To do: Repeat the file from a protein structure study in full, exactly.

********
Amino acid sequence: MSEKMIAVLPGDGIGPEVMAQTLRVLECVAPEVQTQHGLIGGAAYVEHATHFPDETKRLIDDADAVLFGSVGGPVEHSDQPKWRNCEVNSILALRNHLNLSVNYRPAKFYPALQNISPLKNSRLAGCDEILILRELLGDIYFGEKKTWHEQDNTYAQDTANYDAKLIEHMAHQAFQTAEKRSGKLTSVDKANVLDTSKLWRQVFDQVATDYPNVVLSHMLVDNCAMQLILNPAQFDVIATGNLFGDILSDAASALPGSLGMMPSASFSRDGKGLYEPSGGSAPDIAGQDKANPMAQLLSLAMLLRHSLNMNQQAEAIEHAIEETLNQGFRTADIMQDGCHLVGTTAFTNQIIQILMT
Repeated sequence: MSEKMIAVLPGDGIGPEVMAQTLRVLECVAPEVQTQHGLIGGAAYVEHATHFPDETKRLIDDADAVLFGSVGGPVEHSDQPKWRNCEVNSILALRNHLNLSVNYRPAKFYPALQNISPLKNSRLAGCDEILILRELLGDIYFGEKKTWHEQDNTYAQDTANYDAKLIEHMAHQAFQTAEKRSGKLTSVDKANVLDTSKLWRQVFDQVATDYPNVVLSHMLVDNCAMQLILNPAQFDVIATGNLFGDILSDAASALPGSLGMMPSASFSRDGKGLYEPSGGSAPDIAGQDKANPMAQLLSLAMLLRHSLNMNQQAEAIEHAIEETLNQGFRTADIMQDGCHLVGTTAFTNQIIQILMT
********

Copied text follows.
Amino acid sequence: MSEKMIAVLPGDGIGPEVMAQTLRVLECVAPEVQTQHGLIGGAAYVEHATHFPDETKRLIDDADAVLFGSVGGPVEHSDQPKWRNCEVNSILALRNHLNLSVNYRPAKFYPALQNISPLKNSRLAGCDEILILRELLGDIYFGEKKTWHEQDNTYAQDTANYDAKLIEHMAHQAFQTAEKRSGKLTSVDKANVLDTSKLWRQVFDQVATDYPNVVLSHMLVDNCAMQLILNPAQFDVIATGNLFGDILSDAASALPGSLGMMPSASFSRDGKGLYEPSGGSAPDIAGQDKANPMAQLLSLAMLLRHSLNMNQQAEAIEHAIEETLNQGFRTADIMQDGCHLVGTTAFTNQIIQILMT
Repeated sequence: MSEKMIAVLPGDGIGPEVMAQTLRVLECVAPEVQTQHGLIGGAAYVEHATHFPDETKRLIDDADAVLFGSVGGPVEHSDQPKWRNCEVNSILALRNHLNLSVNYRPAKFYPALQNISPLKNSRLAGCDEILILRELLGDIYFGEKKTWHEQDNTYAQDTANYDAKLIEHMAHQAFQTAEKRSGKLTSVDKANVLDTSKLWRQVFDQVATDYPNVVLSHMLVDNCAMQLILNPAQFDVIATGNLFGDILSDAASALPGSLGMMPSASFSRDGKGLYEPSGGSAPDIAGQDKANPMAQLLSLAMLLRHSLNMNQQAEAIEHAIEETLNQGFRTADIMQDGCHLVGTTAFTNQIIQILMT